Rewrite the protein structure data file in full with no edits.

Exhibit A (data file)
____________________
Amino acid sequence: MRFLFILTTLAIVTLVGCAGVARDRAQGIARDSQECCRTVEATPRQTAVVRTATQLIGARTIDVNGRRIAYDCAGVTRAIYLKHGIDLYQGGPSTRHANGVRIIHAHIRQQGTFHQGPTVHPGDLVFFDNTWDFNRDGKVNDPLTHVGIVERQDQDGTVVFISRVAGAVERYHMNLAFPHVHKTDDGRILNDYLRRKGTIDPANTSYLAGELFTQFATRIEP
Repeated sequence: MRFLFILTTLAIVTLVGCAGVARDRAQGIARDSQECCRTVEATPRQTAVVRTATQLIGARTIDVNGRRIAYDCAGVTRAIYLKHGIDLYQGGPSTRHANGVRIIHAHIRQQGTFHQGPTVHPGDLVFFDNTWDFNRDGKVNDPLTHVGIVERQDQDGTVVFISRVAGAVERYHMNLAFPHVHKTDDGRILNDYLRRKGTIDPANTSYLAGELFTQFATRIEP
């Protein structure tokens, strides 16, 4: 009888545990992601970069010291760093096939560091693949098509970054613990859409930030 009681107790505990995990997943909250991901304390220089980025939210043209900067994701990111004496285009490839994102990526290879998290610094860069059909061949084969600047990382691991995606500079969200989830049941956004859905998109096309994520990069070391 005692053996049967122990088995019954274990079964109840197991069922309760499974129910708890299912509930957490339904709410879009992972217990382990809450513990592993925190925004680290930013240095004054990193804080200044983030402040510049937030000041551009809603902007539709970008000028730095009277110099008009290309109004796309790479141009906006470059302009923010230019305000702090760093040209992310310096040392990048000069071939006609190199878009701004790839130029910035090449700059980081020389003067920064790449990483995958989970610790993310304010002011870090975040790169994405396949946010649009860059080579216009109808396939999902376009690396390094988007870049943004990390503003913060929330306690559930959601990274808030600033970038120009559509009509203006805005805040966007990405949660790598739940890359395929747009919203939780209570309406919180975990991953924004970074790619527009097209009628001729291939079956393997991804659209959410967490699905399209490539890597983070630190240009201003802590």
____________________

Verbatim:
Amino acid sequence: MRFLFILTTLAIVTLVGCAGVARDRAQGIARDSQECCRTVEATPRQTAVVRTATQLIGARTIDVNGRRIAYDCAGVTRAIYLKHGIDLYQGGPSTRHANGVRIIHAHIRQQGTFHQGPTVHPGDLVFFDNTWDFNRDGKVNDPLTHVGIVERQDQDGTVVFISRVAGAVERYHMNLAFPHVHKTDDGRILNDYLRRKGTIDPANTSYLAGELFTQFATRIEP
Repeated sequence: MRFLFILTTLAIVTLVGCAGVARDRAQGIARDSQECCRTVEATPRQTAVVRTATQLIGARTIDVNGRRIAYDCAGVTRAIYLKHGIDLYQGGPSTRHANGVRIIHAHIRQQGTFHQGPTVHPGDLVFFDNTWDFNRDGKVNDPLTHVGIVERQDQDGTVVFISRVAGAVERYHMNLAFPHVHKTDDGRILNDYLRRKGTIDPANTSYLAGELFTQFATRIEP
């Protein structure tokens, strides 16, 4: 009888545990992601970069010291760093096939560091693949098509970054613990859409930030 009681107790505990995990997943909250991901304390220089980025939210043209900067994701990111004496285009490839994102990526290879998290610094860069059909061949084969600047990382691991995606500079969200989830049941956004859905998109096309994520990069070391 005692053996049967122990088995019954274990079964109840197991069922309760499974129910708890299912509930957490339904709410879009992972217990382990809450513990592993925190925004680290930013240095004054990193804080200044983030402040510049937030000041551009809603902007539709970008000028730095009277110099008009290309109004796309790479141009906006470059302009923010230019305000702090760093040209992310310096040392990048000069071939006609190199878009701004790839130029910035090449700059980081020389003067920064790449990483995958989970610790993310304010002011870090975040790169994405396949946010649009860059080579216009109808396939999902376009690396390094988007870049943004990390503003913060929330306690559930959601990274808030600033970038120009559509009509203006805005805040966007990405949660790598739940890359395929747009919203939780209570309406919180975990991953924004970074790619527009097209009628001729291939079956393997991804659209959410967490699905399209490539890597983070630190240009201003802590």